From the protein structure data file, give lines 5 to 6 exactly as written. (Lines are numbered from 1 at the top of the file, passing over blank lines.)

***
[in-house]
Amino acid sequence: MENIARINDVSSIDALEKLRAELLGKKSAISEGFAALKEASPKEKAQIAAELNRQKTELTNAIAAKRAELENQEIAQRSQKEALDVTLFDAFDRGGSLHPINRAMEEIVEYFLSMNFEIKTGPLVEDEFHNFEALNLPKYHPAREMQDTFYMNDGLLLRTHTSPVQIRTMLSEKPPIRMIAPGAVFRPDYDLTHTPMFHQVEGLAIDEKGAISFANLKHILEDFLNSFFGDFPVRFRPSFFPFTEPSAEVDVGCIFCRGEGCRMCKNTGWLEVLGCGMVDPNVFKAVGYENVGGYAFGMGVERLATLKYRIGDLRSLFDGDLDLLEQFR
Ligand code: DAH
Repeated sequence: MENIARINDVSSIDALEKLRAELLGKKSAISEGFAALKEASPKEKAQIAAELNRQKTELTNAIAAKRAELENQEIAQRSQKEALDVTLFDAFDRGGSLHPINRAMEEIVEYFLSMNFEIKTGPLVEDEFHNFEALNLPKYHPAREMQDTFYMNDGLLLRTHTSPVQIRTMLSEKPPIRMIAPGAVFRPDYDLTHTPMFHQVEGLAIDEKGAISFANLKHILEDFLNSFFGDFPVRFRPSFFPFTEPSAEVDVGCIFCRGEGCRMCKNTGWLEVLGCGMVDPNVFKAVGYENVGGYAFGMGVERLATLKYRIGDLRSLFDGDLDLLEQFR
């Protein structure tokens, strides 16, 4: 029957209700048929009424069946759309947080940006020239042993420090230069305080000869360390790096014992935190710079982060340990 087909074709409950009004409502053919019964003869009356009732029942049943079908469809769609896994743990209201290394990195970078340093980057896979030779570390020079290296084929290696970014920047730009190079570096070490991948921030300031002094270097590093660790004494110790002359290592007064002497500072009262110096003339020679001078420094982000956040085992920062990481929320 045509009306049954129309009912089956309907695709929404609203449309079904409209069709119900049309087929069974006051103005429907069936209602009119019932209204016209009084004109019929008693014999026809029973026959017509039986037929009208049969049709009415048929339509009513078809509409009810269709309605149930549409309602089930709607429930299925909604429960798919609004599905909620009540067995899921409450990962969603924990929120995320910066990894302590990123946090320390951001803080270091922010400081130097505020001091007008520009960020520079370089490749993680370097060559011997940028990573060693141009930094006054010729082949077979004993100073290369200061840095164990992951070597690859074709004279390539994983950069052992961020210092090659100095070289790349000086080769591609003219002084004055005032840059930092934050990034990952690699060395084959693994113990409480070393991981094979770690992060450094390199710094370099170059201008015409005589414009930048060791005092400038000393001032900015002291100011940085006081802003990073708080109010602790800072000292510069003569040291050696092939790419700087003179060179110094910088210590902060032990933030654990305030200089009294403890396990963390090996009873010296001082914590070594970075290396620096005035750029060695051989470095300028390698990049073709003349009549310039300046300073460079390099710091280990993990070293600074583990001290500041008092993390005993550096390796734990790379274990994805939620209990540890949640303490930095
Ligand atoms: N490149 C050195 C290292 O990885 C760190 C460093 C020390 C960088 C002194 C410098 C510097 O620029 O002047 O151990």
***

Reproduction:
């Protein structure tokens, strides 16, 4: 029957209700048929009424069946759309947080940006020239042993420090230069305080000869360390790096014992935190710079982060340990 087909074709409950009004409502053919019964003869009356009732029942049943079908469809769609896994743990209201290394990195970078340093980057896979030779570390020079290296084929290696970014920047730009190079570096070490991948921030300031002094270097590093660790004494110790002359290592007064002497500072009262110096003339020679001078420094982000956040085992920062990481929320 045509009306049954129309009912089956309907695709929404609203449309079904409209069709119900049309087929069974006051103005429907069936209602009119019932209204016209009084004109019929008693014999026809029973026959017509039986037929009208049969049709009415048929339509009513078809509409009810269709309605149930549409309602089930709607429930299925909604429960798919609004599905909620009540067995899921409450990962969603924990929120995320910066990894302590990123946090320390951001803080270091922010400081130097505020001091007008520009960020520079370089490749993680370097060559011997940028990573060693141009930094006054010729082949077979004993100073290369200061840095164990992951070597690859074709004279390539994983950069052992961020210092090659100095070289790349000086080769591609003219002084004055005032840059930092934050990034990952690699060395084959693994113990409480070393991981094979770690992060450094390199710094370099170059201008015409005589414009930048060791005092400038000393001032900015002291100011940085006081802003990073708080109010602790800072000292510069003569040291050696092939790419700087003179060179110094910088210590902060032990933030654990305030200089009294403890396990963390090996009873010296001082914590070594970075290396620096005035750029060695051989470095300028390698990049073709003349009549310039300046300073460079390099710091280990993990070293600074583990001290500041008092993390005993550096390796734990790379274990994805939620209990540890949640303490930095
Ligand atoms: N490149 C050195 C290292 O990885 C760190 C460093 C020390 C960088 C002194 C410098 C510097 O620029 O002047 O151990």